Separation anxiety is a condition suffered by some dogs that simply cannot be left alone without doing damage to their surroundings, to themselves, or both. In most cases, the bond between the dog and owner has “over-developed” to the point where the dog panics when left alone.
Separation anxiety can be serious, and can affect any dog in any situation. While some people think it’s “cute” that their dog “loves” them so much they can’t stand to be apart, separation anxiety can be very hard on a dog and the family with whom she lives.
The good news is that in many situations separation anxiety can be significantly lessened by utilizing behavior modification techniques. And, while it does take time and commitment on the pet owners part, many dogs suffering from this can overcome their fears and become terrific family pets.
Identifying Separation Anxiety
One of the major pitfalls when working with separation anxiety is the initial diagnosis.Many of the symptoms mirror other behavioral problems. As a result the wrong techniques may be used in an attempt to cure the “problem” – which can increase the anxiety and make the problem worse.
The first step is to identify the symptoms of separation anxiety. They may appear in different degrees of severity and all may not occur in every pet.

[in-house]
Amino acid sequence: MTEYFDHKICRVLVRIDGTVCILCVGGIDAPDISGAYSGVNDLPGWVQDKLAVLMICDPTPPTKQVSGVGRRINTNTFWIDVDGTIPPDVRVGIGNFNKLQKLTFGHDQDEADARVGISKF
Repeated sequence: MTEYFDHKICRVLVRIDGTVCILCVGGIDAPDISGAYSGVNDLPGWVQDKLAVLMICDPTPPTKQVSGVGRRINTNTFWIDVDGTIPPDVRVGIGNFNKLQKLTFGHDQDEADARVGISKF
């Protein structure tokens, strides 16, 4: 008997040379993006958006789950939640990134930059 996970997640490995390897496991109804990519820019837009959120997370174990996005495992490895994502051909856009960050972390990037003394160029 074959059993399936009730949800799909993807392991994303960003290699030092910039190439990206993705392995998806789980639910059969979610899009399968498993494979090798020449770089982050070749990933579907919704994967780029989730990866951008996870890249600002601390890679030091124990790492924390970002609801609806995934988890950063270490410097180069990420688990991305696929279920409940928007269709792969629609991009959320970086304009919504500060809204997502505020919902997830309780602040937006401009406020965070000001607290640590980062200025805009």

Symptoms of Separation Anxiety
Some symptoms include:
- Urination or defecation only when you are away from home
- Destruction inside the house, typically focused on exit routes such as doorways and windows
- Howling that begins shortly after you leave (more of a howl that a bark.)
- Self-mutilation; chewing on legs, flanks, etc. only when you are gone
- Signs of stress; salivating, trembling, etc. every time you prepare to leave the house
- Signs of stress when crated; including self- mutilation, excessive salivation, destruction of the crate and urination or defecation in the crate
These are some of the more common symptoms of separation anxiety and can appear in any degree and in any combination. It is also true that most of these symptoms can be signs of other behavior issues and may not necessarily indicate separation anxiety.
What to do
If you suspect your dog is suffering from separation anxiety, it is necessary that you contact a behaviorist to help you devise a treatment plan. In the meantime, the following tips may help to ease your dog’s stress:
- Keep your departures and arrivals low key; ignore your dog and quietly leave, come home and let your dog out without speaking to her or petting her initially.
- Try diverting your dog’s attention with a Kong or a sterilized, hollow beef bone stuffed with treats just before you leave.
What to Avoid
The following should be avoided:
- Confining your dog to an indoor kennel or crate and leaving her alone could result in self- mutilation
- Feeding your dog right before you leave could result in gastric upset, causing urination, defecation, or vomiting
- Punishing your dog for being destructive should be avoided at all costs; this can greatly increase your dogs stress level and therefore increase his anxiety about you leaving and returning
- Bringing another dog into the home when your dog is stressed about being separated from you, would likely teach the new dog to become stressed as well
Information provided by Michigan Humane Society Rochester Hills, Michigan
Behavior Help Line (248)650-0127